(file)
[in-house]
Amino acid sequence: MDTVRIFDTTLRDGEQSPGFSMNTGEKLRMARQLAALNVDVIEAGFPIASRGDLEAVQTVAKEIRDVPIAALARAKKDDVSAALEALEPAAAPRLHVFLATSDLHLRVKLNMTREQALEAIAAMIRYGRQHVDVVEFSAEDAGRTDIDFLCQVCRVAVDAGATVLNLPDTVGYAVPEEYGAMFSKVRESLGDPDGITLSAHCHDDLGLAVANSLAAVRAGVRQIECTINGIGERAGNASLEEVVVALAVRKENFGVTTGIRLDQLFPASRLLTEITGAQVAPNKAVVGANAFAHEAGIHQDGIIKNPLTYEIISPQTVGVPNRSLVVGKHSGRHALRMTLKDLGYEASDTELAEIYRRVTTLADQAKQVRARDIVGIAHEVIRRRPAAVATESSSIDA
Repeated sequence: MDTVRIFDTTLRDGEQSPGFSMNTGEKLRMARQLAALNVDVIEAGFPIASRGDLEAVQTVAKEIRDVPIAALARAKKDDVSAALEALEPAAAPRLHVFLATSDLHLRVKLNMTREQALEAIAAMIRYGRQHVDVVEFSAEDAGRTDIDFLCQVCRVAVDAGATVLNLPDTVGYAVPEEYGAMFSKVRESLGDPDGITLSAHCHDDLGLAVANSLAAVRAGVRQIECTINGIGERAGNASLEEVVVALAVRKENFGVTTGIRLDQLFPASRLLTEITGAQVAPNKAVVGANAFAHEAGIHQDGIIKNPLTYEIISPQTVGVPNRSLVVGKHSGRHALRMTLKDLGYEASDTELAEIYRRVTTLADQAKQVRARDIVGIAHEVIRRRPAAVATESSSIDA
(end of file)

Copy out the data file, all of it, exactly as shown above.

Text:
[in-house]
Amino acid sequence: MDTVRIFDTTLRDGEQSPGFSMNTGEKLRMARQLAALNVDVIEAGFPIASRGDLEAVQTVAKEIRDVPIAALARAKKDDVSAALEALEPAAAPRLHVFLATSDLHLRVKLNMTREQALEAIAAMIRYGRQHVDVVEFSAEDAGRTDIDFLCQVCRVAVDAGATVLNLPDTVGYAVPEEYGAMFSKVRESLGDPDGITLSAHCHDDLGLAVANSLAAVRAGVRQIECTINGIGERAGNASLEEVVVALAVRKENFGVTTGIRLDQLFPASRLLTEITGAQVAPNKAVVGANAFAHEAGIHQDGIIKNPLTYEIISPQTVGVPNRSLVVGKHSGRHALRMTLKDLGYEASDTELAEIYRRVTTLADQAKQVRARDIVGIAHEVIRRRPAAVATESSSIDA
Repeated sequence: MDTVRIFDTTLRDGEQSPGFSMNTGEKLRMARQLAALNVDVIEAGFPIASRGDLEAVQTVAKEIRDVPIAALARAKKDDVSAALEALEPAAAPRLHVFLATSDLHLRVKLNMTREQALEAIAAMIRYGRQHVDVVEFSAEDAGRTDIDFLCQVCRVAVDAGATVLNLPDTVGYAVPEEYGAMFSKVRESLGDPDGITLSAHCHDDLGLAVANSLAAVRAGVRQIECTINGIGERAGNASLEEVVVALAVRKENFGVTTGIRLDQLFPASRLLTEITGAQVAPNKAVVGANAFAHEAGIHQDGIIKNPLTYEIISPQTVGVPNRSLVVGKHSGRHALRMTLKDLGYEASDTELAEIYRRVTTLADQAKQVRARDIVGIAHEVIRRRPAAVATESSSIDA